Built-in Data Storage (HDD & SSD)

The HDD (Hard Disk Drive)

In order to operate, computers need a non-volatile (permanent) data storage device. This device must contain the memory of the OS, the software, and the data the user needs. That data must remain after the computer's power is turned off.

Since CPUs and RAM memory today are volatile You remember "volatile," right? Good.

By the way, we might get non-volatile RAM in the future--so when you turn your computer on, it remembers everything from before, and will start up immediately!
. In addition, RAM is relatively small in storage size (just a few GBs at most). You need something bigger and more permanent.

Therefore, most computers since the mid-1980's have an HDD (Hard Disk Drivea "drive" is a machine that reads and/or writes data onto some kind of storage material). An HDD uses hard metal discs, called "platters," which store the data magnetically. HDDs are cheap, high-capacity "capacity" means the amount of data it can hold, and are fairly reliable. You can get a 1 TBThat is 1,000,000,000,000 Bytes HDD for less than $100 nowadays.

However, there are several problems with HDDs: they are not solid stateYou remember solid-state from before, right? It means "no moving parts.", and so they break too often. They are also slow. HDDs use spinning metal disks; it takes time and power to start and stop the disk spinning. Also, they tend to be heavy and noisy.

This is why iPods changed from HDDs before to Flash (SSD) memory today.

The SSD (Solid State Drive)

As technology evolves, new solutions become popular. For example, we used to use "CRT" monitors, which were big, deep, and heavy. Today, we use LCD monitors, which are very thin and light. At first, LCDs were very expensive, but over time, their price fell. Today, all new computers come with LCD monitors.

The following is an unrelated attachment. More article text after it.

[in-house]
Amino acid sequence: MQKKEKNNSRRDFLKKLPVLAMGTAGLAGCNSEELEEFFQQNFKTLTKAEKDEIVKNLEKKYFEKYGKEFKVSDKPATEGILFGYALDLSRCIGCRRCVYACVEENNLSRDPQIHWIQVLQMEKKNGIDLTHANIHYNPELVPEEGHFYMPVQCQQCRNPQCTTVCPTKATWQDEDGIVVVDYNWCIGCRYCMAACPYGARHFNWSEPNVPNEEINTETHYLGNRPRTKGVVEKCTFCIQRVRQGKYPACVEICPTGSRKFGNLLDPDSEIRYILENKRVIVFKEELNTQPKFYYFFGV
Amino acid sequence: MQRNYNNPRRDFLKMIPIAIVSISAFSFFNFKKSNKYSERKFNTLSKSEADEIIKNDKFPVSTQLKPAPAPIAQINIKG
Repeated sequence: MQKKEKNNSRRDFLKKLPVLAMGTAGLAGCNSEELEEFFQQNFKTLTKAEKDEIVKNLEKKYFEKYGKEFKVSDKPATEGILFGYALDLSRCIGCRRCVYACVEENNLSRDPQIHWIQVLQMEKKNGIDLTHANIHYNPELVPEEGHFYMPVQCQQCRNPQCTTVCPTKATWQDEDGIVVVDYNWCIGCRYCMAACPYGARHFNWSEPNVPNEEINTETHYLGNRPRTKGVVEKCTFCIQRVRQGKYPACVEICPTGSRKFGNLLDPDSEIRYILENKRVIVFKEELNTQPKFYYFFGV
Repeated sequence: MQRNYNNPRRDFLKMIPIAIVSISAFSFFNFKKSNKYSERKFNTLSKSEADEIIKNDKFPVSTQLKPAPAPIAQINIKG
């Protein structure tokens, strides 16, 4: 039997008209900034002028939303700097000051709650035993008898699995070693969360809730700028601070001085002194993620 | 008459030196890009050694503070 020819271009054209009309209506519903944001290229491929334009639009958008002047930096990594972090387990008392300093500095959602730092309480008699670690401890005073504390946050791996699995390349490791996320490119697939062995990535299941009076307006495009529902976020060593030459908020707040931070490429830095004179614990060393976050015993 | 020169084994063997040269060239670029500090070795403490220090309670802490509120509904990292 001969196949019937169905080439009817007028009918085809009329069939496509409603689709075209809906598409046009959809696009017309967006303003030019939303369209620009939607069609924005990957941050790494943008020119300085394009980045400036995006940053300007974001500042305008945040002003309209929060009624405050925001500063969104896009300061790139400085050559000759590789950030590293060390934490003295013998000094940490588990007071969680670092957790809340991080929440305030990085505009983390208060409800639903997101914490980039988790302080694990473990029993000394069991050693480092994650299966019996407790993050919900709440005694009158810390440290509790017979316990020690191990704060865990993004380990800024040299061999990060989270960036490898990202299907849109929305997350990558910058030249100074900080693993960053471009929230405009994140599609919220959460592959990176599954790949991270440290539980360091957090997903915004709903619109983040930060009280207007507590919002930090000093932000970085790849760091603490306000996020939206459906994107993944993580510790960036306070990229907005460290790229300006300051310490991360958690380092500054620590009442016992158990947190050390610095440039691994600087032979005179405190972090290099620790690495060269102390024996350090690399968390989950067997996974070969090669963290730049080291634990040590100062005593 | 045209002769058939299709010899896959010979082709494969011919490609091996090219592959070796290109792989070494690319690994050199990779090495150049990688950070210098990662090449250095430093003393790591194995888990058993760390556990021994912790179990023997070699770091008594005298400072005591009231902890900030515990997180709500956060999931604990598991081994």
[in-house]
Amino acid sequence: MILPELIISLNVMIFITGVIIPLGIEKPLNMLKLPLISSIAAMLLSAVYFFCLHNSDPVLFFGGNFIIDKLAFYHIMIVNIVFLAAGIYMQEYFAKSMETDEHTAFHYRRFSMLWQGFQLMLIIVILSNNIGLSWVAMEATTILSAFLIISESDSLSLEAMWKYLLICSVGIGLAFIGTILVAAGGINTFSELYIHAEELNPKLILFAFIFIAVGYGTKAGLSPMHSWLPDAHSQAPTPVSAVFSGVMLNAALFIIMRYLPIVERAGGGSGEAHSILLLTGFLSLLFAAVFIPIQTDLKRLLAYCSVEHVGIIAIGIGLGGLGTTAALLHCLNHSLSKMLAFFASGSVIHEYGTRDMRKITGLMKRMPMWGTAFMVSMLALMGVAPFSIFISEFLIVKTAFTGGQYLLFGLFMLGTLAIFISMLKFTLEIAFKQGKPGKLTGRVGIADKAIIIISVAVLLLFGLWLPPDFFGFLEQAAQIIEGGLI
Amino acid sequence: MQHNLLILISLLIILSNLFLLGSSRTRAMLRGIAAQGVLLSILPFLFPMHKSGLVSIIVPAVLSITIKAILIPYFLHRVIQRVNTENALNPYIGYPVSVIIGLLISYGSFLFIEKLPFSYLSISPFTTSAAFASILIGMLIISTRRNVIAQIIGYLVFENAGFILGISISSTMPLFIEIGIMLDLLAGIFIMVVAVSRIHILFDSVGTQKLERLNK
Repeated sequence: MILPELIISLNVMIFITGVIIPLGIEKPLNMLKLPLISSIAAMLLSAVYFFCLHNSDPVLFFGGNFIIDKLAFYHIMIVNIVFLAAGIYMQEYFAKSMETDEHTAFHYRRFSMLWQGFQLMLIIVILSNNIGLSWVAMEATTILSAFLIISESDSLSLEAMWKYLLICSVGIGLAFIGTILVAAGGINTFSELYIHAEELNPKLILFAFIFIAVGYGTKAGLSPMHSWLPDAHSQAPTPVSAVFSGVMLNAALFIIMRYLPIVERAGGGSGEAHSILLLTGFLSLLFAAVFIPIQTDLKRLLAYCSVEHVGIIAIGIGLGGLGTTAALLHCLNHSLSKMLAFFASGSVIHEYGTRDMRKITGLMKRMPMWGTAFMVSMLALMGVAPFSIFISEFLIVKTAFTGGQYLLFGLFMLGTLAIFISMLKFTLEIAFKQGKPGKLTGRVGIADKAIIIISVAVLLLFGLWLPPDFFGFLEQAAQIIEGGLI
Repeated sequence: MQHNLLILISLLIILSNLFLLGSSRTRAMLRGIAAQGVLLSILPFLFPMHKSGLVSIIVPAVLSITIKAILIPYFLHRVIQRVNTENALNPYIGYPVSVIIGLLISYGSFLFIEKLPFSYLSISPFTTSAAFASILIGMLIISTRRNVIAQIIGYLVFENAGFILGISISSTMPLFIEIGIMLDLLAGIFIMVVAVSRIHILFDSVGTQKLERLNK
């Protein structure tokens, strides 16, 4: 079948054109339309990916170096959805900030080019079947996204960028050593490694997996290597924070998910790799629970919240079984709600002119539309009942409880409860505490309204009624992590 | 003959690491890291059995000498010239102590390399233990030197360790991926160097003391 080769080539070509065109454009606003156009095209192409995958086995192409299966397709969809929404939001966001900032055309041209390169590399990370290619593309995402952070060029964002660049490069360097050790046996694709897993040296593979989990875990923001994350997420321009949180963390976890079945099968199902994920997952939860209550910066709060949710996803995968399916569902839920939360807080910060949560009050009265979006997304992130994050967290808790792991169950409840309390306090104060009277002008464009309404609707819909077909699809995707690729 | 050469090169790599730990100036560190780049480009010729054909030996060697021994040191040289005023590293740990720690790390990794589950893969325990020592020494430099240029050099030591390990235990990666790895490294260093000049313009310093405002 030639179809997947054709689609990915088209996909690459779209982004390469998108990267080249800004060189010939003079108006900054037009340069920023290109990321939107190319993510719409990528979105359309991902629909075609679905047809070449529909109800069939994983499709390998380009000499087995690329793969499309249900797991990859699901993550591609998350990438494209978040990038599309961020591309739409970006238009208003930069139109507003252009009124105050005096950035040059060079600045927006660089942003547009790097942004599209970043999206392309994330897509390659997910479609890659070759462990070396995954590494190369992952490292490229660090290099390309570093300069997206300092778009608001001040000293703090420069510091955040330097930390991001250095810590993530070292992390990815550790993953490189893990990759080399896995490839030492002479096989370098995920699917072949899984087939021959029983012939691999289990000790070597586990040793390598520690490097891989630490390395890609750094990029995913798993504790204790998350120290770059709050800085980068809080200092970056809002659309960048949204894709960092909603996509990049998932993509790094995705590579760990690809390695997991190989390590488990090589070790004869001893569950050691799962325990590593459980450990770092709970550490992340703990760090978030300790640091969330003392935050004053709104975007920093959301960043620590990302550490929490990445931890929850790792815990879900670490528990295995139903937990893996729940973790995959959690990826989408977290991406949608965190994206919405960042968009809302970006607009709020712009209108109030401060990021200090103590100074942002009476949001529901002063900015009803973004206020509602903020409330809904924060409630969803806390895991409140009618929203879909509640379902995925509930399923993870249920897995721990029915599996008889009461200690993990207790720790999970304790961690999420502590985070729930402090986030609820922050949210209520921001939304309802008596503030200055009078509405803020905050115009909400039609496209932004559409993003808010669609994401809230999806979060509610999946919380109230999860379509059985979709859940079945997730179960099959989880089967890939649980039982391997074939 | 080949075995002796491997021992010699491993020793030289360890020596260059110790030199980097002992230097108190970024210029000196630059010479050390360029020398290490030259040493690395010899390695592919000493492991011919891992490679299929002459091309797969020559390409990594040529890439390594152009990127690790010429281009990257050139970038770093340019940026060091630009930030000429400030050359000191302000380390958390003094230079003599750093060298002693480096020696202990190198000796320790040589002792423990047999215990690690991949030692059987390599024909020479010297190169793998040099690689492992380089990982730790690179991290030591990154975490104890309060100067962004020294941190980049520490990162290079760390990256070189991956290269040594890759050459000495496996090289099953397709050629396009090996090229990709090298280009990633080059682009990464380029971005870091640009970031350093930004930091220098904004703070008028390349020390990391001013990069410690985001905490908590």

Another new technology is the SSD (Solid State Drive), which is kind of a larger version of your USB Flash memory stick. Using the same chip-based non-volatile memory, the SSD can do the job better than traditional HDDs. SSDs are smaller, lighter, faster, and more quiet.

The big disadvantage of SSDs today: the cost. While a 500 GB HDD might cost $50, a 128 GB SSD might cost $500. That is much more expensive! However, SSDs are beginning to appear more and more in computers. As they become more popular, the prices will fall, and eventually HDDs will (probably) disappear.

Laptop computers today usually have a HDD between 120 and 500 GB in capacity. Desktop computers' drives tend to be 250 GB to 1 TB. These capacities will increase as time passes.

Do I Need a Bigger Drive?

The operating system takes up several GB (most likely less than 8 GB); a few hundred CD's worth of music may take up 10-15 GB. A single DVD movie is 4.4 to 8.5 GB. If you mostly just have word processing documents and perhaps some digital camera photos, a small HDD is fine. If you have a lot of digital photos and some movies, a medium-sized hard drive is better. If you plan on making and editing a lot of movies, you should get the largest drive you can find.

You can add HDD space later by buying external These are HDDs which come in their own case, and you plug them in with cables. In Japanese, they are called sototsuke. HDDs. You plug them into your computer with a peripheral cable, usually a USB cable. External drives can be added to any computer. You can buy a 1 TB external HDD for about ¥9,000 nowadays, and a 2 TB drive for about ¥15,000.

If you have a desktop computer, it may have space inside for an extra internal to install this, you must open up your computer and screw the drive in, then plug in power and data cables. In Japanese, these are called naizo. HDD, which can be cheaper (but it must be installed). Your laptop computer does not have space for another internal drive, but it is often possible to switch your laptop's existing HDD with another, bigger one.

Note: when you buy an extra hard drive, make sure of what type it is: external or internal. Internal drives are cheaper, but require a special type of computer, and take some work to install. If you buy an internal drive, be careful to note if it is IDE (an older type) or SATA (a newer type). Your computer's motherboard may only accept one type.

External HDDs can be connected by USB, FireWire, or by a Network Cable (Ethernet, LAN).